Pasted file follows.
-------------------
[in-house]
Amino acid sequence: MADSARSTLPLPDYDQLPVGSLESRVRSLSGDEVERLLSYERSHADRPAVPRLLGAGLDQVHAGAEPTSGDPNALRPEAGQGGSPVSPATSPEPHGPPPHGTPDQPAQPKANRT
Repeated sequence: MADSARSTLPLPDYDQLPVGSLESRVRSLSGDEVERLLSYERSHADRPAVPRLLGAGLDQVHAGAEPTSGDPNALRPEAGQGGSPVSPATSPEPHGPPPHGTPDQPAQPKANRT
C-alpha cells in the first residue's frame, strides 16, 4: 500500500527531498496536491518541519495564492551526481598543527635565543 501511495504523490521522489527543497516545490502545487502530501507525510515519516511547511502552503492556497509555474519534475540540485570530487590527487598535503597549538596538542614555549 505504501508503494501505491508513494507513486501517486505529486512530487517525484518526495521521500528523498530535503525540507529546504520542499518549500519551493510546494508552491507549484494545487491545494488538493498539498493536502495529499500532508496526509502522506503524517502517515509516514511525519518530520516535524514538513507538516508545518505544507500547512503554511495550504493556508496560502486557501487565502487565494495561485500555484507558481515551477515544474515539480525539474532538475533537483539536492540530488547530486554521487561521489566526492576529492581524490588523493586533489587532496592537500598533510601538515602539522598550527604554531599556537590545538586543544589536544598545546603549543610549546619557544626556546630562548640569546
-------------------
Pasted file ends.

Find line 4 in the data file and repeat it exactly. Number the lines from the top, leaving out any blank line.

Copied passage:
C-alpha cells in the first residue's frame, strides 16, 4: 500500500527531498496536491518541519495564492551526481598543527635565543 501511495504523490521522489527543497516545490502545487502530501507525510515519516511547511502552503492556497509555474519534475540540485570530487590527487598535503597549538596538542614555549 505504501508503494501505491508513494507513486501517486505529486512530487517525484518526495521521500528523498530535503525540507529546504520542499518549500519551493510546494508552491507549484494545487491545494488538493498539498493536502495529499500532508496526509502522506503524517502517515509516514511525519518530520516535524514538513507538516508545518505544507500547512503554511495550504493556508496560502486557501487565502487565494495561485500555484507558481515551477515544474515539480525539474532538475533537483539536492540530488547530486554521487561521489566526492576529492581524490588523493586533489587532496592537500598533510601538515602539522598550527604554531599556537590545538586543544589536544598545546603549543610549546619557544626556546630562548640569546